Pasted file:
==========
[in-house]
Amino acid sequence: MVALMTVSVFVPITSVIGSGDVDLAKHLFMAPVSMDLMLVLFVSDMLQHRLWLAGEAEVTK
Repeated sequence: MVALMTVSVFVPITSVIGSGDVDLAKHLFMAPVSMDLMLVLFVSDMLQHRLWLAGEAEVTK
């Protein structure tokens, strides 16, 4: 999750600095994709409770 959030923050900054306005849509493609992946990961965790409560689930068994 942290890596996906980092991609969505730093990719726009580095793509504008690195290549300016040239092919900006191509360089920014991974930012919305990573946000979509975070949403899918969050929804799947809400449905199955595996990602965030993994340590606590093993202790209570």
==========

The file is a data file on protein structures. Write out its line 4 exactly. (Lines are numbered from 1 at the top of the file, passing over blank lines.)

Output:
């Protein structure tokens, strides 16, 4: 999750600095994709409770 959030923050900054306005849509493609992946990961965790409560689930068994 942290890596996906980092991609969505730093990719726009580095793509504008690195290549300016040239092919900006191509360089920014991974930012919305990573946000979509975070949403899918969050929804799947809400449905199955595996990602965030993994340590606590093993202790209570």